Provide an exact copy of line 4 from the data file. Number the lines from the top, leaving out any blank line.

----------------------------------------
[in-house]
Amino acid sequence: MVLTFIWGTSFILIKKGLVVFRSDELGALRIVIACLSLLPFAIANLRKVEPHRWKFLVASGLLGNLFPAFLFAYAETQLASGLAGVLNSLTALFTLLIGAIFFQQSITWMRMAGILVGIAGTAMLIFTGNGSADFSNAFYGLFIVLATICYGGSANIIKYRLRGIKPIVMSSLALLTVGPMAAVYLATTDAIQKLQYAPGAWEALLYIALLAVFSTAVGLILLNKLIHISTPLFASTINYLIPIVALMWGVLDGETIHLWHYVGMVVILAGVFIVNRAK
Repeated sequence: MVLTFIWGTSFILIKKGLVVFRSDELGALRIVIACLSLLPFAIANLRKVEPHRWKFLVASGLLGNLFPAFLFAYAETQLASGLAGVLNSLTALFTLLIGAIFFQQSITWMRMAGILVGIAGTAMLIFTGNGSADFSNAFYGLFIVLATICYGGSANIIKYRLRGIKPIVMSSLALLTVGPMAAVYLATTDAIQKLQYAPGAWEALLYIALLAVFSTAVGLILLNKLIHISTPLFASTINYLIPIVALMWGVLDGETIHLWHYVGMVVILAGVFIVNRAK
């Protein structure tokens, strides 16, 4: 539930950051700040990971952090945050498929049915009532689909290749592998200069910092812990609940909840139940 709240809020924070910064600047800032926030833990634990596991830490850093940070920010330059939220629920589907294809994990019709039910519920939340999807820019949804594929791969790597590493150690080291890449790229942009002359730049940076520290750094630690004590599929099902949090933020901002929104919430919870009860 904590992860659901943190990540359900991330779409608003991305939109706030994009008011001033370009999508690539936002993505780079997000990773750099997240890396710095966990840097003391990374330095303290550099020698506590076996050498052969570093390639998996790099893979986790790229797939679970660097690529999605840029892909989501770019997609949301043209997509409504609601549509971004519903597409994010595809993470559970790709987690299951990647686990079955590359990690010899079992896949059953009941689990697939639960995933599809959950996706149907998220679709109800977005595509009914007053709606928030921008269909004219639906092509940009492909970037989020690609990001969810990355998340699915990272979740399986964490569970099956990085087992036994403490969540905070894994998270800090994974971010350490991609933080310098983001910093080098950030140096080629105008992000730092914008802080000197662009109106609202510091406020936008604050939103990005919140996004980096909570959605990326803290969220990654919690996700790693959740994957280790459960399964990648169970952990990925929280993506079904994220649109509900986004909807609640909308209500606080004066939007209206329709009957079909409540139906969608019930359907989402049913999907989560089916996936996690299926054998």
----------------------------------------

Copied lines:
């Protein structure tokens, strides 16, 4: 539930950051700040990971952090945050498929049915009532689909290749592998200069910092812990609940909840139940 709240809020924070910064600047800032926030833990634990596991830490850093940070920010330059939220629920589907294809994990019709039910519920939340999807820019949804594929791969790597590493150690080291890449790229942009002359730049940076520290750094630690004590599929099902949090933020901002929104919430919870009860 904590992860659901943190990540359900991330779409608003991305939109706030994009008011001033370009999508690539936002993505780079997000990773750099997240890396710095966990840097003391990374330095303290550099020698506590076996050498052969570093390639998996790099893979986790790229797939679970660097690529999605840029892909989501770019997609949301043209997509409504609601549509971004519903597409994010595809993470559970790709987690299951990647686990079955590359990690010899079992896949059953009941689990697939639960995933599809959950996706149907998220679709109800977005595509009914007053709606928030921008269909004219639906092509940009492909970037989020690609990001969810990355998340699915990272979740399986964490569970099956990085087992036994403490969540905070894994998270800090994974971010350490991609933080310098983001910093080098950030140096080629105008992000730092914008802080000197662009109106609202510091406020936008604050939103990005919140996004980096909570959605990326803290969220990654919690996700790693959740994957280790459960399964990648169970952990990925929280993506079904994220649109509900986004909807609640909308209500606080004066939007209206329709009957079909409540139906969608019930359907989402049913999907989560089916996936996690299926054998």